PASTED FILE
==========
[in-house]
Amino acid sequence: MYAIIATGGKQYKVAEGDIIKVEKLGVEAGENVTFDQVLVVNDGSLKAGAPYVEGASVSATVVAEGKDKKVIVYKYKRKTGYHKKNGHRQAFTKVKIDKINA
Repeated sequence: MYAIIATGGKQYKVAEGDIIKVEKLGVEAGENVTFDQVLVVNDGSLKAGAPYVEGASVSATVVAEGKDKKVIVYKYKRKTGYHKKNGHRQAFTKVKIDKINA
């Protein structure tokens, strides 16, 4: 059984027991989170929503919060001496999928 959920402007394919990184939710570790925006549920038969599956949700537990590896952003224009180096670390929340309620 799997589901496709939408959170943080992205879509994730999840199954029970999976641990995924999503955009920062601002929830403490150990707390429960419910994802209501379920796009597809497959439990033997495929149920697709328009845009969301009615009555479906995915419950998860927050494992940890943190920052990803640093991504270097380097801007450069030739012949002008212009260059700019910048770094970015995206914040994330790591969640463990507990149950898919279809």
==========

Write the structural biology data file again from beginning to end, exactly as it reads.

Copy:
[in-house]
Amino acid sequence: MYAIIATGGKQYKVAEGDIIKVEKLGVEAGENVTFDQVLVVNDGSLKAGAPYVEGASVSATVVAEGKDKKVIVYKYKRKTGYHKKNGHRQAFTKVKIDKINA
Repeated sequence: MYAIIATGGKQYKVAEGDIIKVEKLGVEAGENVTFDQVLVVNDGSLKAGAPYVEGASVSATVVAEGKDKKVIVYKYKRKTGYHKKNGHRQAFTKVKIDKINA
């Protein structure tokens, strides 16, 4: 059984027991989170929503919060001496999928 959920402007394919990184939710570790925006549920038969599956949700537990590896952003224009180096670390929340309620 799997589901496709939408959170943080992205879509994730999840199954029970999976641990995924999503955009920062601002929830403490150990707390429960419910994802209501379920796009597809497959439990033997495929149920697709328009845009969301009615009555479906995915419950998860927050494992940890943190920052990803640093991504270097380097801007450069030739012949002008212009260059700019910048770094970015995206914040994330790591969640463990507990149950898919279809």